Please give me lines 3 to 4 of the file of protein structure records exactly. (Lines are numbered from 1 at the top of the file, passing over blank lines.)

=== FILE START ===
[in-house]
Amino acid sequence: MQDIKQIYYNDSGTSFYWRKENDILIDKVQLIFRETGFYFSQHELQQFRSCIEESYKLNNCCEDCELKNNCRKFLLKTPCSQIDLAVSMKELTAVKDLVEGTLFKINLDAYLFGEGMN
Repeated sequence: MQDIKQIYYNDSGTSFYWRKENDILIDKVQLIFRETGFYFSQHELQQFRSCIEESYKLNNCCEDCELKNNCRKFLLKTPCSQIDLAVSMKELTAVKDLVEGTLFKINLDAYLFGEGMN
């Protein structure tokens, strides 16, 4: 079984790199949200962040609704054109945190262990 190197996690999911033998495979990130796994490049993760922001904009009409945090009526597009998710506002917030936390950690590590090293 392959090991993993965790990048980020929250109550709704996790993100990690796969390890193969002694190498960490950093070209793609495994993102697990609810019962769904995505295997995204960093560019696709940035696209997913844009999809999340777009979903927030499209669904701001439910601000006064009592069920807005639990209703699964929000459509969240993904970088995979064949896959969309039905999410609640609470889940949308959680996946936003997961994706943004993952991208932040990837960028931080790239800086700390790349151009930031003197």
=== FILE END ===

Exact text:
Repeated sequence: MQDIKQIYYNDSGTSFYWRKENDILIDKVQLIFRETGFYFSQHELQQFRSCIEESYKLNNCCEDCELKNNCRKFLLKTPCSQIDLAVSMKELTAVKDLVEGTLFKINLDAYLFGEGMN
């Protein structure tokens, strides 16, 4: 079984790199949200962040609704054109945190262990 190197996690999911033998495979990130796994490049993760922001904009009409945090009526597009998710506002917030936390950690590590090293 392959090991993993965790990048980020929250109550709704996790993100990690796969390890193969002694190498960490950093070209793609495994993102697990609810019962769904995505295997995204960093560019696709940035696209997913844009999809999340777009979903927030499209669904701001439910601000006064009592069920807005639990209703699964929000459509969240993904970088995979064949896959969309039905999410609640609470889940949308959680996946936003997961994706943004993952991208932040990837960028931080790239800086700390790349151009930031003197």